The American Medical Association recommends, as I do, that you listen to “Better Change Your Mind” and the rest of Love’s a Real Thing four to five times a day, preferably while walking down the streets in fitted velour slacks, a Marvin Gaye style “What’s Going On” leather trench coat, and shoes made from lizards.

A West African funk song a day keeps them jive turkeys away.

Lisa Xu


Yo La Tengo – Return to Hot Chicken

It’s not quite turkey, but the undeniable warmth of the opening track to Yo La Tengo’s phenomenal I Can Hear the Heart Beating as One is sure to conjure up memories of Thanksgiving repasts past. In fact, the whole album sounds as though it was produced and recorded in the toasty hearth of your living room, with stuffed stockings hanging over the fireplace, and everyone sleepily cozying up in armchairs. The guitars do churn every once in a while, but overall, they’re dosed up on so much tryptophan that 16 tracks of autumnal mellow almost feels like a few helpings too many.only it’s the holidays, so why bother caring?

That warm languid guitar, exhibited on such tracks as the instrumental “Return to Hot Chicken”, is really what makes the album (that, and the bass line on “Moby Octopad”). It’s also showcased on “Green Arrow”, the other instrumental track on I Can Hear the Heart, which incidentally has always reminded me of Christmas. (For those who’ve noticed, I’ve conflated Thanksgiving and Christmas for purposes of this review. According to most department stores, the distinction is imaginary anyway.)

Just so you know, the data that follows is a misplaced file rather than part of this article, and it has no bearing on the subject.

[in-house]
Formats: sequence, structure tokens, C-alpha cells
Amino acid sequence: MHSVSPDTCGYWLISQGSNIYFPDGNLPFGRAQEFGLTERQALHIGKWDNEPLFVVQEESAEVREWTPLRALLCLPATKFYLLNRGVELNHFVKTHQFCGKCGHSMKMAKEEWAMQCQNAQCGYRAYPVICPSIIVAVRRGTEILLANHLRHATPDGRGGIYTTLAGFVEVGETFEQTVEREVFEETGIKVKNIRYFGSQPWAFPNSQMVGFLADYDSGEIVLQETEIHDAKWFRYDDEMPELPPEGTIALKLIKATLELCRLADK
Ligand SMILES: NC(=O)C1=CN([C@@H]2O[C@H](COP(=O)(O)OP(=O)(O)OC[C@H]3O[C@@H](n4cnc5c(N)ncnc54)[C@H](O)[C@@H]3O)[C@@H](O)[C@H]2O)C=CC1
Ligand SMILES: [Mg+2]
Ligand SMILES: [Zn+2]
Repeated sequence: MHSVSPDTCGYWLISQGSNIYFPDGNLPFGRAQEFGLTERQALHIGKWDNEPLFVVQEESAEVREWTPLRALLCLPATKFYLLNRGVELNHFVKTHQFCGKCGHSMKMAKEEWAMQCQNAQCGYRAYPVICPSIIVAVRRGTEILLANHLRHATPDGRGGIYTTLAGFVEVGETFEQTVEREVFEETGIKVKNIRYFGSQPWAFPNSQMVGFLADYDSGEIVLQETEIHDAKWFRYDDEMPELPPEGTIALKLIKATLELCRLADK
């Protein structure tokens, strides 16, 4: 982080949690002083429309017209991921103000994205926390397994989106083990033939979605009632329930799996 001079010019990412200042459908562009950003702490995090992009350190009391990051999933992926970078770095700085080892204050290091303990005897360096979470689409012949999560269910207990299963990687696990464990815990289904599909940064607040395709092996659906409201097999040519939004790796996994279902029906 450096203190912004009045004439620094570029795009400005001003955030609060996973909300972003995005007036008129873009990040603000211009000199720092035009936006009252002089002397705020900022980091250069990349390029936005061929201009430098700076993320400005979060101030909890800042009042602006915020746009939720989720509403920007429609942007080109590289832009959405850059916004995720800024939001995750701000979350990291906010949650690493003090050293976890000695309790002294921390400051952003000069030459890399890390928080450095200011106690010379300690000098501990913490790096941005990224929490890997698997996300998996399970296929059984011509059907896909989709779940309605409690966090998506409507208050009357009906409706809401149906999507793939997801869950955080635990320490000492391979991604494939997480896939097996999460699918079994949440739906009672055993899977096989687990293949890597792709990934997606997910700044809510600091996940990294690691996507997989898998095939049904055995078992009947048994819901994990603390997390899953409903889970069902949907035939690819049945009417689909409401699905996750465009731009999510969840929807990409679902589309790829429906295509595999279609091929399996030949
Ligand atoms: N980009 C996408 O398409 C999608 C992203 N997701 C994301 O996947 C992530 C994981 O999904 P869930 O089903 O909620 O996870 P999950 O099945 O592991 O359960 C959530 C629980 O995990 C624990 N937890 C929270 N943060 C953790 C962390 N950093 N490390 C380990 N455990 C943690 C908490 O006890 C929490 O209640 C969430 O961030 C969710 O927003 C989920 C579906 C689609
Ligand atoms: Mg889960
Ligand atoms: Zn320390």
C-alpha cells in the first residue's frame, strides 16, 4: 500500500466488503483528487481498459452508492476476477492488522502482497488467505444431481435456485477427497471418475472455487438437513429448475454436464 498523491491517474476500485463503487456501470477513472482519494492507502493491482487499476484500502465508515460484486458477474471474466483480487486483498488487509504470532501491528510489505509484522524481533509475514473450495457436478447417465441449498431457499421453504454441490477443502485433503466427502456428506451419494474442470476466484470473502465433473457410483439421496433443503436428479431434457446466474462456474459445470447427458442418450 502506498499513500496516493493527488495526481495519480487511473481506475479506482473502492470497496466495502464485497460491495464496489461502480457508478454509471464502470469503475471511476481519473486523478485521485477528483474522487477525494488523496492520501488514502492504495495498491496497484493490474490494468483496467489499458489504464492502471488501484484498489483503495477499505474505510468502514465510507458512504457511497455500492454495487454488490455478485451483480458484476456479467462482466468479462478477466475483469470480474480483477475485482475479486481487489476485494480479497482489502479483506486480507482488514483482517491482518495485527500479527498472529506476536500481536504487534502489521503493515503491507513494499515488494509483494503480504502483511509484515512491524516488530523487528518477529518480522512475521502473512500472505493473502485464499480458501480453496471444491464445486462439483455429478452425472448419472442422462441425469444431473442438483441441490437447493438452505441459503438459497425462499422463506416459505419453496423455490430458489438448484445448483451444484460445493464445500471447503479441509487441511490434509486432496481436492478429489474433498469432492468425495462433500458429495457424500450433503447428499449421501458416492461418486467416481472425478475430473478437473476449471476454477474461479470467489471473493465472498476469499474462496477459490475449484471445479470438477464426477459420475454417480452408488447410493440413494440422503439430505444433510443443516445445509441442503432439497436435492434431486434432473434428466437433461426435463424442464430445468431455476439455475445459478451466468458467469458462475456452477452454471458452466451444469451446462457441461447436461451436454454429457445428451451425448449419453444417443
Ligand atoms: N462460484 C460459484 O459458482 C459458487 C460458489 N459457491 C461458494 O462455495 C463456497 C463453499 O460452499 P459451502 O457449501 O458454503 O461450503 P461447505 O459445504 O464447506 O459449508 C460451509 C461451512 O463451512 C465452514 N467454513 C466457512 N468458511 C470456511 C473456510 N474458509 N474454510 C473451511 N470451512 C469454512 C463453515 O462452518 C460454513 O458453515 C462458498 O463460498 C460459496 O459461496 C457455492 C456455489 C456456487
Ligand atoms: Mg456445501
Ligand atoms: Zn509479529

But since chicken really is a poor substitute for turkey at Thanksgiving, here’s another option:

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Results: Birds

Aaron Azlant


Marissa Nadler – Feathers

Briefly made indie-famous by her cover of Radiohead’s “No Surprises,” Marissa Nadler writes dependably melancholic folk that emphasizes her delicate, finger-picked guitar parts and remarkable voice, equally operatic and ethereal. The title of her most recent LP, the excellent Songs III: Bird on the Water, is already enough to guarantee 11 possible candidates for this week’s topic, although just to be sure, I went ahead and picked the one titled “Feathers.” Between its careening
cello part, its multi-tracked chorus of Nadler’s insistently whispering flora” and its sweeping lamentation (bitterly addressed to a lost lover), this track makes an ideal segue into the cover of “Famous Blue Raincoat” that follows it on the album. Baroque arrangements and anachronism for its own sake are de rigueur in contemporary folk — I personally hold to a “thee” quota — but Nadler is never tedious and her album is full of beguiling songs just like this one.

David Boyk


If the best thing ever on TV isn’t The Wire, it’s The Singing Detective, Dennis Potter’s 1986 BBC miniseries, starring Michael “The Fake Dumbledore” Gambon as a delusional, self-hating, sexually fucked-up mystery writer with a bad case of psoriasis. It’s too hard to sum up everything that’s going on in this segment, which is an early climax in the series, but basically he’s hallucinating that he’s back in the pub in his North England hometown, watching his father do bird impressions. It’s pretty sad when you watch it on YouTube, but rent the DVDs and get your heart broken.